So You Want More Methodology? Here’s More Methodology!
While Eurovision generally relies on the democratic process, the six countries footing the majority of the bill get a by in the semi-finals. The host country, Ukraine in 2017, as well as the five largest contributors to the European Broadcasting union, France, Germany, Italy, Spain, and the United Kingdom, automatically advance to the main event. With this in mind, I’ve designed a six contestant model Eurovision to outline and illustrate the analysis being applied to the actual past voting data.
To begin with, let’s assume there’s an underlying set of connections between the countries. Depicted as a graph, each country is represented by a vertex (green dot) and cultural/political/geographic ties are represented by an edge (line) connecting the two countries. In the example to the right, connections have been chosen somewhat arbitrarily to create two easily identified communities of three countries: Ukraine-Germany-U.K. and Spain-Italy-France. Each edge also has a color coded weighting that represents the strength of the connection between the countries. Thus, the connection between Italy and Spain can be stronger than a more tenuous connection between the U.K. and Germany. The goal is to reconstruct this connectivity graph from the countries’ voting record during the song contest.
To simulate a contest, the song for each country is randomly assigned a rating. In the example below, the ratings were generated from a normal distribution with mean zero and standard deviation one. However, points are not awarded solely on merit. Each country has their own modified set of song ratings found by adding the weight of their connection (from the Connection Graph above) to the actual song ratings. Points are then awarded based on these modified ratings. For example, Spain has a much higher rated song than the Ukraine, however Germany still awarded the Ukraine the most points due to the strong connection between those countries. In the example simulation, all of the preferential treatment ended up washing out and the final point total line up with the song ratings. This is not always the case.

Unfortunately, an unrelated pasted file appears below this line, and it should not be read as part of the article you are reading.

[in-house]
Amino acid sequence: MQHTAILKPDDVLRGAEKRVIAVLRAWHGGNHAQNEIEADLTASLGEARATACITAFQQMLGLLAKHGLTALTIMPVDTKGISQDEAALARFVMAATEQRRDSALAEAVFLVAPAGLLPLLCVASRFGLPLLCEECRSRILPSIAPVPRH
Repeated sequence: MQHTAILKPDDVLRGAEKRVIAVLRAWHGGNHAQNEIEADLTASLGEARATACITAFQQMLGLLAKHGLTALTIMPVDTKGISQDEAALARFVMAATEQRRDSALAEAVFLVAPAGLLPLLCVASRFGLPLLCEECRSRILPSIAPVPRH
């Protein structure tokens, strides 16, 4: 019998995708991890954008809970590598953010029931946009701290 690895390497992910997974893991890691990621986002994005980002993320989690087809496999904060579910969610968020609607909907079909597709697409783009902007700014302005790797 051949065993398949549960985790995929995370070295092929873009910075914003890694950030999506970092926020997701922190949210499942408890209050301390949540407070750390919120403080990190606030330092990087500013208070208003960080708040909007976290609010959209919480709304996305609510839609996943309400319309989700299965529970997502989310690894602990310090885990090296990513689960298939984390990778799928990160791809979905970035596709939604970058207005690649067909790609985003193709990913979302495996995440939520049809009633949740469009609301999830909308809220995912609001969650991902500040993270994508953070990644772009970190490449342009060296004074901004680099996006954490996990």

The voting results now form a new Voting Graph such as the one depicted in Figure 1 in the main article. Germany awarded the Ukraine 4 points, thus, a blue arrow points from Germany to Ukraine. Spain awarded the U.K. zero points, so while there may be an edge connecting Spain and the U.K., it only points from the U.K. to Spain without reciprocation. Hence, this is a directed graph as opposed to the Connection Graph which is only weighted.
From the voting results, we aim to identify any instances where the underlying connection changed a country’s vote. For the example simulation, the actual ratings for the songs are given and so we can measure the difference between the expected ballot and actual ballot. However, when it comes to the real Eurovision Song Contest the songs ratings are unknown. This is the central issue outlined in the introduction. The most straightforward approach is to take the difference between the points awarded and the average number of points awarded. I call this the Adjusted Vote. This isn’t perfect, even if every country voted exactly based on the ratings there would be quite a few instances where a country awarded an above average number of points. As you can see, this procedure has produced several spurious connections between Spain and France (who are connected, but didn’t let that change their vote) as well as Spain and the U.K..
The final step is moving from the directed graph defined by the Adjusted Vote back to an undirected Connections Graph. For this, I’ve opted to take the geometric average, i.e., you multiply the connection going each way and then take the square root. Primarily this eliminates any of the unrequited connections between countries, so only connections that run in both directions survive. As a side benefit, this pushes the connection strengths towards 1 and hedges against outliers dominating the clustering calculations. In the example, the entire original Connection Graph has been reproduced with slightly under estimated weights. Upon repeated trials with different sets of ratings, this method generally reconstructs the strong (weight = 3) or medium (weight = 2) connections, catches the weak (weight = 1) connections about half the time, and rarely gives a false positive.
Sean Nixon is a mathematician at SUNY Geneseo specializing in nonlinear waves and optics.